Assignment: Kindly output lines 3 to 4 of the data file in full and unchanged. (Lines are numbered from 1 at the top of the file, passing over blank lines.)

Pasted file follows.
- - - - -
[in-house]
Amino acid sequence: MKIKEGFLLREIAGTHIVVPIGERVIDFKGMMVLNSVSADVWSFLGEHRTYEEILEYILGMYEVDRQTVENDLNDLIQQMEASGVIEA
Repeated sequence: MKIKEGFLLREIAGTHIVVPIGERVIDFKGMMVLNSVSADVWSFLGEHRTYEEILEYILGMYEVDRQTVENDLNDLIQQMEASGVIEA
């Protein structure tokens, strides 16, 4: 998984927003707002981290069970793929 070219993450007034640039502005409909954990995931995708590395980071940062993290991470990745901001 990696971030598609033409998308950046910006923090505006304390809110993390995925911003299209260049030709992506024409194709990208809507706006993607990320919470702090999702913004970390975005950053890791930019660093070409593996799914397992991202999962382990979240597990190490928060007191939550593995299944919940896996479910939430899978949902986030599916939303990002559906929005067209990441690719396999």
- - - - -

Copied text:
Repeated sequence: MKIKEGFLLREIAGTHIVVPIGERVIDFKGMMVLNSVSADVWSFLGEHRTYEEILEYILGMYEVDRQTVENDLNDLIQQMEASGVIEA
């Protein structure tokens, strides 16, 4: 998984927003707002981290069970793929 070219993450007034640039502005409909954990995931995708590395980071940062993290991470990745901001 990696971030598609033409998308950046910006923090505006304390809110993390995925911003299209260049030709992506024409194709990208809507706006993607990320919470702090999702913004970390975005950053890791930019660093070409593996799914397992991202999962382990979240597990190490928060007191939550593995299944919940896996479910939430899978949902986030599916939303990002559906929005067209990441690719396999």